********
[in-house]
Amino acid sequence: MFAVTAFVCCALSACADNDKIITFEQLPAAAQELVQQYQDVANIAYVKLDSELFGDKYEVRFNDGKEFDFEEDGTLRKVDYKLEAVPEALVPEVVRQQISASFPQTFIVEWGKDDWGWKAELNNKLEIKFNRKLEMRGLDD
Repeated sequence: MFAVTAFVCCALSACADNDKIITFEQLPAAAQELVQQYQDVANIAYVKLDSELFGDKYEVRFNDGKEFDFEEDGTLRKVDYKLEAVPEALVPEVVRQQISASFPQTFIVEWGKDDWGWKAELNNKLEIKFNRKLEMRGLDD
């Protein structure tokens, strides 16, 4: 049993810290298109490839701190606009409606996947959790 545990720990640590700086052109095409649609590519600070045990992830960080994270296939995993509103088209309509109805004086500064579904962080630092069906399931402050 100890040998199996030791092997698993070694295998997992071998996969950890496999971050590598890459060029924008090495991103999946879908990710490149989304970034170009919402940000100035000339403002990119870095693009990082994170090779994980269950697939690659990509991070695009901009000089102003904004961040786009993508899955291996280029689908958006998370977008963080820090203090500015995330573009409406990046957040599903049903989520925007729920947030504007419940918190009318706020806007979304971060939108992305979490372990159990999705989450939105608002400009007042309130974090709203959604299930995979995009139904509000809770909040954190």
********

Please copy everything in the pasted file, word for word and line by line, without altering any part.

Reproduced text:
[in-house]
Amino acid sequence: MFAVTAFVCCALSACADNDKIITFEQLPAAAQELVQQYQDVANIAYVKLDSELFGDKYEVRFNDGKEFDFEEDGTLRKVDYKLEAVPEALVPEVVRQQISASFPQTFIVEWGKDDWGWKAELNNKLEIKFNRKLEMRGLDD
Repeated sequence: MFAVTAFVCCALSACADNDKIITFEQLPAAAQELVQQYQDVANIAYVKLDSELFGDKYEVRFNDGKEFDFEEDGTLRKVDYKLEAVPEALVPEVVRQQISASFPQTFIVEWGKDDWGWKAELNNKLEIKFNRKLEMRGLDD
């Protein structure tokens, strides 16, 4: 049993810290298109490839701190606009409606996947959790 545990720990640590700086052109095409649609590519600070045990992830960080994270296939995993509103088209309509109805004086500064579904962080630092069906399931402050 100890040998199996030791092997698993070694295998997992071998996969950890496999971050590598890459060029924008090495991103999946879908990710490149989304970034170009919402940000100035000339403002990119870095693009990082994170090779994980269950697939690659990509991070695009901009000089102003904004961040786009993508899955291996280029689908958006998370977008963080820090203090500015995330573009409406990046957040599903049903989520925007729920947030504007419940918190009318706020806007979304971060939108992305979490372990159990999705989450939105608002400009007042309130974090709203959604299930995979995009139904509000809770909040954190």